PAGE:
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NBA Draft’s Potential Celtics: Michigan St. PF Adreian Payne 05.23.14 at 9:00 am ET
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As part of WEEI.com’€™s coverage of the 2014 NBA draft, here is one in a series of profiles of players who could be available to the Celtics when they make their two selections in the first round.

ADREIAN PAYNE

Position: Power forward
School: Michigan State
Age: 23
Height: 6-foot-10
Weight: 239 pounds
Wingspan: 7-foot-4

Key 2013-14 stats: 16.4 points, 7.3 rebounds, 42.3 3P%

Scouting report: Almost every NBA team can use a near 7-footer that hustles, plays with grit, and can shoot 3-pointers at an efficient rate.  Payne brings all of these traits and then some. The fourth-year big man from Michigan State has outstanding shooting mechanics, as he frequently utilizes “the hop” to get his perimeter attempts off quickly.

Because of his athleticism, Payne is also a terrific finisher at the basket (68 percent, according to Hoop-Math). He plays above the rim and is able to get there either via dive cuts, post-ups or alley-oops. This explosiveness will certainly translate to the pros, since more open-court opportunities will be available.

On the other hand, there are some alarming warts that likely will prevent Payne from reaching his true potential. He has smaller than average-sized lungs, which means he can’€™t play for extended periods of time. At Michigan State, Tom Izzo had to manipulate Payne’€™s minutes to allow him to be the most effective he could be, but there are legitimate questions about his ability to sustain productivity over an 82-game season.

Payne also suffers from attention deficit hyperactivity disorder (ADHD). Even though Payne is a high-character individual, his on-court decisions make coaches (and fans) shake their heads at times. He misses defensive rotations and had a poor 0.65 assist-to-turnover ratio, illustrating his decision-making difficulty.

Still, Payne brings enough transferable skills to the NBA and deserves consideration as a mid- to late-first-round pick. Even if he’€™s a guy who can only play 20 minutes per game, it’€™s close to a guarantee that he’ll be productive during his time on the court.

How he fits: Brad Stevens likes to stretch the floor with all of his big men, and Payne fits that mold to perfection. He brings exceptional mechanics from both mid- and 3-point range, and could immediately slide into the rotation considering his experience.

Related articles:

ESPN Insider: Payne dealing with mono

Sporting News: Payne sharing Senior Night with Lacey Holsworth beyond special

Video: Here is a video of all 41 of Payne’€™s points against Delaware.

(Kevin O’€™Connor also covers the Celtics for SB Nation and can be reached on Twitter @KevinOConnorNBA.)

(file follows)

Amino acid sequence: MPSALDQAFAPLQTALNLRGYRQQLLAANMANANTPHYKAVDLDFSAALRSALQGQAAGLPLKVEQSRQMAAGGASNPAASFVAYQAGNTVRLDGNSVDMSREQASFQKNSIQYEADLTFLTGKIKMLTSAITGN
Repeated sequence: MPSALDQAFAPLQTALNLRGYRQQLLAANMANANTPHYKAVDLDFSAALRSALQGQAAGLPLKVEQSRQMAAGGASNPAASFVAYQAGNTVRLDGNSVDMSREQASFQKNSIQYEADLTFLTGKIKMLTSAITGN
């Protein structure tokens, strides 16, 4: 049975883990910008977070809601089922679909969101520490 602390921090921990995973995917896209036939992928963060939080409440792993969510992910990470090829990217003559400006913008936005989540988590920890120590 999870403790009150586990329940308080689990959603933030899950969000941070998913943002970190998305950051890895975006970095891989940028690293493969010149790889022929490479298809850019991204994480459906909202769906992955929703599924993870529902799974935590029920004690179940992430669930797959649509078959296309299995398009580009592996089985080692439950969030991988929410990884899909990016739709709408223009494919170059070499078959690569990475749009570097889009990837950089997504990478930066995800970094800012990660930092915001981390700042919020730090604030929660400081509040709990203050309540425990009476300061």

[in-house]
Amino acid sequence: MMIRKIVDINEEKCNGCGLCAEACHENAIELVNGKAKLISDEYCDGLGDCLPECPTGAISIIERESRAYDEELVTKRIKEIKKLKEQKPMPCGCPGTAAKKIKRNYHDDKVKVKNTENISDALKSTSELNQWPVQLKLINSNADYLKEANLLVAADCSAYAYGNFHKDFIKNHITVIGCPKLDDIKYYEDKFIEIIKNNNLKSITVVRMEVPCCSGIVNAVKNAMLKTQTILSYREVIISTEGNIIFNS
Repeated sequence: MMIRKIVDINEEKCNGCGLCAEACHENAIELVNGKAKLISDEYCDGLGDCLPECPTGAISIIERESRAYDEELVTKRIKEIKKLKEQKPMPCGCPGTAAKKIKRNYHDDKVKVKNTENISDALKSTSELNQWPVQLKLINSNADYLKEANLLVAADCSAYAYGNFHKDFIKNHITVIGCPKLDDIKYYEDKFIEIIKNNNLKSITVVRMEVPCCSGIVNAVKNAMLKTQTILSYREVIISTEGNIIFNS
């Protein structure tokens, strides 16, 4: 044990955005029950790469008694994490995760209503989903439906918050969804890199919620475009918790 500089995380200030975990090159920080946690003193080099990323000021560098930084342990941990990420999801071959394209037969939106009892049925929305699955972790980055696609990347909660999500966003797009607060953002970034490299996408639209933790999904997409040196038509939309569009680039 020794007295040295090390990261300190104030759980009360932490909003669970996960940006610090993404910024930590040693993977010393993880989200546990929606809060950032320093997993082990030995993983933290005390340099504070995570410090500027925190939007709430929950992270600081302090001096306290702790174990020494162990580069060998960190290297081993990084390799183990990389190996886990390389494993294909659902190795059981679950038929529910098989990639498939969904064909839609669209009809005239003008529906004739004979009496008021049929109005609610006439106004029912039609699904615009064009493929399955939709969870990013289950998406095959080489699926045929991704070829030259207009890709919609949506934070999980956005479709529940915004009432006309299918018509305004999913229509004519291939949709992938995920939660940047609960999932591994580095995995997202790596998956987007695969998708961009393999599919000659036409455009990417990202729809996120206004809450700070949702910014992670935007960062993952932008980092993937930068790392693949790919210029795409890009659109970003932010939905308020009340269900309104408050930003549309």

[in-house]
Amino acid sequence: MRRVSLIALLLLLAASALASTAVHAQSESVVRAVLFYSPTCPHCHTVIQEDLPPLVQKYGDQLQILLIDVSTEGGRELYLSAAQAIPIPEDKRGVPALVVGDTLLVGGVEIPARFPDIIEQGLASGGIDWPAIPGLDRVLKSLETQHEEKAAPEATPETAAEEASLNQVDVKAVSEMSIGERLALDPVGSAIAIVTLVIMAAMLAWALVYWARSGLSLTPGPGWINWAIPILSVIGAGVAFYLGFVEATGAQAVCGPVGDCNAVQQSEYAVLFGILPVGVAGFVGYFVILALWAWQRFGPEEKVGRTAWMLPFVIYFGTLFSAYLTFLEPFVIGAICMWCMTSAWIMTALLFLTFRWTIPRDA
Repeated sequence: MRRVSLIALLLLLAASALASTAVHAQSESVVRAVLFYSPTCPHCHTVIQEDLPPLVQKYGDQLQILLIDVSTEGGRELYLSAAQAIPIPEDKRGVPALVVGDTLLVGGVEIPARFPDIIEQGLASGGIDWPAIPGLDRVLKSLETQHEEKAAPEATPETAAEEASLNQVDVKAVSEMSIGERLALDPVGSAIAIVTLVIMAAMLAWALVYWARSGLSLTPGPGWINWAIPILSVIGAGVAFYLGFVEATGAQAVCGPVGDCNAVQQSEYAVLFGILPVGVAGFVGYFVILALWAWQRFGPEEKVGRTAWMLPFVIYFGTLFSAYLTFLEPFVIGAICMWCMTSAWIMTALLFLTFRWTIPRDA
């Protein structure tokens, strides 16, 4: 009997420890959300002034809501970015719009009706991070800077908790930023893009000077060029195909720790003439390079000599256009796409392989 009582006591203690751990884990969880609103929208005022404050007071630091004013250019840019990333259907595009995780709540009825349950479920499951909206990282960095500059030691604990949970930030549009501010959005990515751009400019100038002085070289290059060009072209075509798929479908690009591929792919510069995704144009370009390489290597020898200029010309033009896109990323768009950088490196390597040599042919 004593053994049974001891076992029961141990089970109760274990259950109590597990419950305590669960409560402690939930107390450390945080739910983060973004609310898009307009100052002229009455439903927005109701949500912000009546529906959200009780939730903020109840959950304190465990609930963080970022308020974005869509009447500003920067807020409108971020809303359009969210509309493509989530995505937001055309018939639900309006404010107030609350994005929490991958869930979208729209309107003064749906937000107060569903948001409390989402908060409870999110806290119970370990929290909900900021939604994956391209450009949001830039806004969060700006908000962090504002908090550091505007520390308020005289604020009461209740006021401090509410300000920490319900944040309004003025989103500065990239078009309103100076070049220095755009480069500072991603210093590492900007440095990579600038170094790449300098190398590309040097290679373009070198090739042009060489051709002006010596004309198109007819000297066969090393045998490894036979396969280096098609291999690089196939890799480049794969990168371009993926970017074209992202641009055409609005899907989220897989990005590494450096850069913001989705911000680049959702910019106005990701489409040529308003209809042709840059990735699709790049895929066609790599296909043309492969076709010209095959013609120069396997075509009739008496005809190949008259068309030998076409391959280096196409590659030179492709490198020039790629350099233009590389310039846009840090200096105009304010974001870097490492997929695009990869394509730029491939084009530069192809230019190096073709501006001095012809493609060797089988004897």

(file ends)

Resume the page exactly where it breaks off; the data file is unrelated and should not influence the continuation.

Read More: 2014 NBA Draft's Potential Celtics, Adrian Autry, Boston Celtics, NBA
Irish Coffee: Emptying the Celtics notebook 08.16.12 at 12:40 pm ET
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Over the past week, the digital notebook filled up with interviews of Celtics Avery Bradley, Dionte Christmas, Kris Joseph and Courtney Lee in addition to a conversation with Syracuse assistant coach Adrian Autry.

Most of those discussions can be found in Green Street blog posts on Lee, Bradley and Joseph, but plenty of compelling quotes ended up on the cutting room floor. Here are those deleted scenes.

ADRIAN AUTRY, Syracuse assistant coach

  • On Fab Melo: “I think Fab is with the right team. With the personnel they have, the professionalism they have and Doc Rivers, you’€™re going to see him to continue to get better. He wants to be very, very good. He wants to be a great player. You’€™ll continue to see him get better, just like he made leaps and bounds with us from his first year to his second. He works hard in the gym. He gives 110 percent. He’€™ll be fine.”
  • On Joseph’s character: “It being my first year coming in, he made my job a lot easier. He was the leader of our group, he was talented, and he caught on to everything very quickly. We hit it off right away. He was the first person I reached out to when I got the job. … I always knew about his talent, and I was excited to work with all the tools that he had to offer, but when I got to spend some time with him and talk about his background, it took me to another level.”
  • On Syracuse’s zone: “A lot of elements of our zone are man-to-man. In practice, we do man-to-man segments because teams play us man-to-man. Our guys have an idea.”

Read the rest of this entry »

Read More: Adrian Autry, Avery Bradley, Boston Celtics, Courtney Lee
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